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Kansas Interest Rates Laws

Most of us need to take a loan out at some point in our lives to make a big purchase, from a car to college tuition, as well as for a home or a farm. Whatever the reasons behind our loans, we need to be aware of the interest rates that apply to the various debts in our lives.

Credit cards often entice consumers with low 0% interest advertisements, which hide the real interest rate in small print and complicated legalese words. If you find yourself with a debt problem, you may also want to review budgeting options to rein in debt or read articles about bankruptcy options.

The chart below lists the legal interest rates and interest rate laws in Kansas.

Code Sections Kansas Statutes Chapter 16, Article 2: Interest and Charges
Legal Maximum Rate of Interest The maximum legal rate of interest is 10%, when no other rate is agreed upon. The maximum rate at which parties can contract, which is higher, is 15% per year, unless otherwise specifically authorized to be higher by law.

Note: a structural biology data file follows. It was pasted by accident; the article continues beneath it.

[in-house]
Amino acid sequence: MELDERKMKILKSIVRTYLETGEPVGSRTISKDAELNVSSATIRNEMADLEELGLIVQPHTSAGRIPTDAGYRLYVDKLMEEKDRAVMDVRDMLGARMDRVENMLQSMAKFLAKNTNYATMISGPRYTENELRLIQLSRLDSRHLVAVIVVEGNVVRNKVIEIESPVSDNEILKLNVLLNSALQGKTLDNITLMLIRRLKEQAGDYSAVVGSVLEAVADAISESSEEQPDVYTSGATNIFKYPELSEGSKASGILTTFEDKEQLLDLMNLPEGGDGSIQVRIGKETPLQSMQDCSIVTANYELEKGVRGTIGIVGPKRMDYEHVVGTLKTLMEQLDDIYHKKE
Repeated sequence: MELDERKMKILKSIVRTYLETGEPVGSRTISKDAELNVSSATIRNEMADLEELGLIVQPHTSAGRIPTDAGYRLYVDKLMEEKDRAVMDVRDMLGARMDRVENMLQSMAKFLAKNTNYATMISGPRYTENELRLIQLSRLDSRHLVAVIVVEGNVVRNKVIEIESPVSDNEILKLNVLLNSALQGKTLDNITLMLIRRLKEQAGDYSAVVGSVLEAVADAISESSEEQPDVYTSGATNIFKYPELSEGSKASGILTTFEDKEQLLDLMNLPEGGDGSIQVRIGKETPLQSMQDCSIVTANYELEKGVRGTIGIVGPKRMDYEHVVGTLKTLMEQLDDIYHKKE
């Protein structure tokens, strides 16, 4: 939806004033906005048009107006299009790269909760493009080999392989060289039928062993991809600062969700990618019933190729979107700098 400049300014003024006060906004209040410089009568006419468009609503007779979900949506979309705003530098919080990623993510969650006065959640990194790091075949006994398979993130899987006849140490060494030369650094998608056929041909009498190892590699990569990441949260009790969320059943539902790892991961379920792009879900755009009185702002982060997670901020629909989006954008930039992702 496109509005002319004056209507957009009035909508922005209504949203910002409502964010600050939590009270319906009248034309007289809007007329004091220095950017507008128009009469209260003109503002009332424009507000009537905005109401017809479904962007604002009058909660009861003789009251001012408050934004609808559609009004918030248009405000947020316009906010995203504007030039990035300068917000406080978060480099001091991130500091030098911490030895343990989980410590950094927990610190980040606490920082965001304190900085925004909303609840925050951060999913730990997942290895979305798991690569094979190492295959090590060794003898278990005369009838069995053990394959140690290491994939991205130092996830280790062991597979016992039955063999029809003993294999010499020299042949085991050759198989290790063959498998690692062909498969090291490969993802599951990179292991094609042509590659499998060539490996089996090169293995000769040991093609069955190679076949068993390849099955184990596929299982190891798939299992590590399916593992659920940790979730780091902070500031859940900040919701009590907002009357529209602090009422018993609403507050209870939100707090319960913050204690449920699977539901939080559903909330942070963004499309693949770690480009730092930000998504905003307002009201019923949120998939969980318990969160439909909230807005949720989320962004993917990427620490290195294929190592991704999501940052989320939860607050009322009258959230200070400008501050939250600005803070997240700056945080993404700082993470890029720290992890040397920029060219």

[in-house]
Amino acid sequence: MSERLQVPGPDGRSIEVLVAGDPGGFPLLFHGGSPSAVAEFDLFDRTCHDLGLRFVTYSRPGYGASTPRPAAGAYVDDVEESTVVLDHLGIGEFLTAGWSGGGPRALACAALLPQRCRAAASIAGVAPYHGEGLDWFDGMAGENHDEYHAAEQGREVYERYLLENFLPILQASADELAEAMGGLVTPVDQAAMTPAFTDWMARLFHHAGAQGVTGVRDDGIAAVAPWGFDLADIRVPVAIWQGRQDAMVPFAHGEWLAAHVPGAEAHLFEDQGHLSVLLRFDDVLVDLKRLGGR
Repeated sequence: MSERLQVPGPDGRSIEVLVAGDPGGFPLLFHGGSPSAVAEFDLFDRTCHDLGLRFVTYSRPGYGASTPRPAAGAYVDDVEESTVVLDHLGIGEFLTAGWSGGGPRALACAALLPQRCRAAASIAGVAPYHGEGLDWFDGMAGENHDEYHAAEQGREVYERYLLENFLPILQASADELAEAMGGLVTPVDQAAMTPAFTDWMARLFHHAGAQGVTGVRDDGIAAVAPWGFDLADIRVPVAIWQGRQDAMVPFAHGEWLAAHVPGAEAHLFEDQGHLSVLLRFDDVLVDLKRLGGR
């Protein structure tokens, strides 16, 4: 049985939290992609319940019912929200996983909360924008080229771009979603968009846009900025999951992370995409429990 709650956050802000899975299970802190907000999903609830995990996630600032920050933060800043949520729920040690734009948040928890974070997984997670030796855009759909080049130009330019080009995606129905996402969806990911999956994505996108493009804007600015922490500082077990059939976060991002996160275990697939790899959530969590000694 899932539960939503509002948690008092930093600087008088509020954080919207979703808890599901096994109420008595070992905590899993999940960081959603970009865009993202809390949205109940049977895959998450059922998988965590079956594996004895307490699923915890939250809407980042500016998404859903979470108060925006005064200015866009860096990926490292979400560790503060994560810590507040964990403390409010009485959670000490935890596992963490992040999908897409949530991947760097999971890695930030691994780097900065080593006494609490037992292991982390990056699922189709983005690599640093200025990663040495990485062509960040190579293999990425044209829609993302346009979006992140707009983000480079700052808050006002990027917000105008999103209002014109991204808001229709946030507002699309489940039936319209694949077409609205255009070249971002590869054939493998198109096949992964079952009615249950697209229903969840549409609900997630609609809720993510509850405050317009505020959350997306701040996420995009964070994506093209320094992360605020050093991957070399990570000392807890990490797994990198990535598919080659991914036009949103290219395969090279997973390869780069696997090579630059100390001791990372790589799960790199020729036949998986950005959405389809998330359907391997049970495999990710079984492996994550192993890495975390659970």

Interest Rates on Judgments Kansas law states that the interest rate on judgments will be 4% above the federal discount rate (the charge on loans to banks by the Federal Reserve Bank) as of the July 1st preceding the judgment. The Kansas Secretary of State publishes the judgment rate on its website. For July 1, 2014 to June 30, 2015 the rate was 4.75%, as it had been for the past four years since July 1, 2010.

Note that when the judgment is based on a contract, then the contract rate controls.
Exceptions Several different categories of loans aren’t limited by the contracted legal maximum interest rate of 15%, specifically:
  • Business and agricultural loans
  • Retirement plans that are considered “qualified plans” by the Internal Revenue Code Section 401(a)
  • Note secured by a real estate mortgage or a contract for deed to real estate, although keep in mind that first mortgage loans for personal, family, or household purposes are subject to the Uniform Consumer Credit Code
Penalty for Unlawful Interest Rate The penalty for usury or an unlawful interest rate is to forfeit all interest and have the amount of interest contracted for in excess of the legal amount deducted from the principal and lawful interest due. A defendant will also have to pay the borrower’s reasonable attorney fees.

If you think a loan you’ve taken out may be charging you an unlawful amount of interest, you should speak to speak to an experienced Kansas consumer protection lawyer to learn about your legal options.

Note: State laws change constantly. Please contact a banking & finance lawyer or conduct your own legal research to verify these interest rate laws.

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